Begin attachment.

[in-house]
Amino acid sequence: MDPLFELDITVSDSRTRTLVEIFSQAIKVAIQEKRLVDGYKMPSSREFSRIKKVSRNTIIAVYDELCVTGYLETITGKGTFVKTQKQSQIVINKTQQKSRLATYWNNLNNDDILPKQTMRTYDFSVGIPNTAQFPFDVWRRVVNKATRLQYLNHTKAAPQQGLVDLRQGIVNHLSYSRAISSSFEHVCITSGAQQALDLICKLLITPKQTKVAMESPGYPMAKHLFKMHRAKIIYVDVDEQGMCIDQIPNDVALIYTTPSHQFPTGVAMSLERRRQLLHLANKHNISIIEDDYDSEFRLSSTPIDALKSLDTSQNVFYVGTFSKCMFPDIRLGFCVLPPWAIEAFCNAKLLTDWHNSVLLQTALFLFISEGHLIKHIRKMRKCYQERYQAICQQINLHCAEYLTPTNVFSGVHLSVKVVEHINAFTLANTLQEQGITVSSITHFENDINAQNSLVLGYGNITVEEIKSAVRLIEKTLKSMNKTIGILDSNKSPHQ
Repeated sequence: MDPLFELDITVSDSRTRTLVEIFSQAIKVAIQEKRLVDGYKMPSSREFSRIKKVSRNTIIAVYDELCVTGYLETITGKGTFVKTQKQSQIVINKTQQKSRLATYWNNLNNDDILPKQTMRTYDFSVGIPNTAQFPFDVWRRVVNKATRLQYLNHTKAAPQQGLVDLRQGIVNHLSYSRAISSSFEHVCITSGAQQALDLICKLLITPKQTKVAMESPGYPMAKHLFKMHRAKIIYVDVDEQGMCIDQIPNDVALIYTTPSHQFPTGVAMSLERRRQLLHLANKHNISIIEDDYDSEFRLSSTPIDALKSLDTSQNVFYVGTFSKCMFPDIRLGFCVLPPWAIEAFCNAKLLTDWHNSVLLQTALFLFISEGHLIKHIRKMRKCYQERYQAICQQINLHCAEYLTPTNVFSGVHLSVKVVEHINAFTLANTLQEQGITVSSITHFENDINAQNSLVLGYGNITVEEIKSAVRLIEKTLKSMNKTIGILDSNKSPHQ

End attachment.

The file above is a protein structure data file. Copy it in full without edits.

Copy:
[in-house]
Amino acid sequence: MDPLFELDITVSDSRTRTLVEIFSQAIKVAIQEKRLVDGYKMPSSREFSRIKKVSRNTIIAVYDELCVTGYLETITGKGTFVKTQKQSQIVINKTQQKSRLATYWNNLNNDDILPKQTMRTYDFSVGIPNTAQFPFDVWRRVVNKATRLQYLNHTKAAPQQGLVDLRQGIVNHLSYSRAISSSFEHVCITSGAQQALDLICKLLITPKQTKVAMESPGYPMAKHLFKMHRAKIIYVDVDEQGMCIDQIPNDVALIYTTPSHQFPTGVAMSLERRRQLLHLANKHNISIIEDDYDSEFRLSSTPIDALKSLDTSQNVFYVGTFSKCMFPDIRLGFCVLPPWAIEAFCNAKLLTDWHNSVLLQTALFLFISEGHLIKHIRKMRKCYQERYQAICQQINLHCAEYLTPTNVFSGVHLSVKVVEHINAFTLANTLQEQGITVSSITHFENDINAQNSLVLGYGNITVEEIKSAVRLIEKTLKSMNKTIGILDSNKSPHQ
Repeated sequence: MDPLFELDITVSDSRTRTLVEIFSQAIKVAIQEKRLVDGYKMPSSREFSRIKKVSRNTIIAVYDELCVTGYLETITGKGTFVKTQKQSQIVINKTQQKSRLATYWNNLNNDDILPKQTMRTYDFSVGIPNTAQFPFDVWRRVVNKATRLQYLNHTKAAPQQGLVDLRQGIVNHLSYSRAISSSFEHVCITSGAQQALDLICKLLITPKQTKVAMESPGYPMAKHLFKMHRAKIIYVDVDEQGMCIDQIPNDVALIYTTPSHQFPTGVAMSLERRRQLLHLANKHNISIIEDDYDSEFRLSSTPIDALKSLDTSQNVFYVGTFSKCMFPDIRLGFCVLPPWAIEAFCNAKLLTDWHNSVLLQTALFLFISEGHLIKHIRKMRKCYQERYQAICQQINLHCAEYLTPTNVFSGVHLSVKVVEHINAFTLANTLQEQGITVSSITHFENDINAQNSLVLGYGNITVEEIKSAVRLIEKTLKSMNKTIGILDSNKSPHQ